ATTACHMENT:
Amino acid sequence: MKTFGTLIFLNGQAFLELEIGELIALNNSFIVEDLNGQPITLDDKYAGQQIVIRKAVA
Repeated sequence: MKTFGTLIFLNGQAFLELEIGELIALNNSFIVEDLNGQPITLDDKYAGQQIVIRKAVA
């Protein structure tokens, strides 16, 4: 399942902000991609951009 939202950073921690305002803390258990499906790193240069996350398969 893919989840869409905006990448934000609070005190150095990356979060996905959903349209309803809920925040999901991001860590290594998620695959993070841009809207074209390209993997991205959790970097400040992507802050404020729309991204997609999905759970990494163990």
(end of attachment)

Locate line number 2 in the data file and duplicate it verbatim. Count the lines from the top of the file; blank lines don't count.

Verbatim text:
Repeated sequence: MKTFGTLIFLNGQAFLELEIGELIALNNSFIVEDLNGQPITLDDKYAGQQIVIRKAVA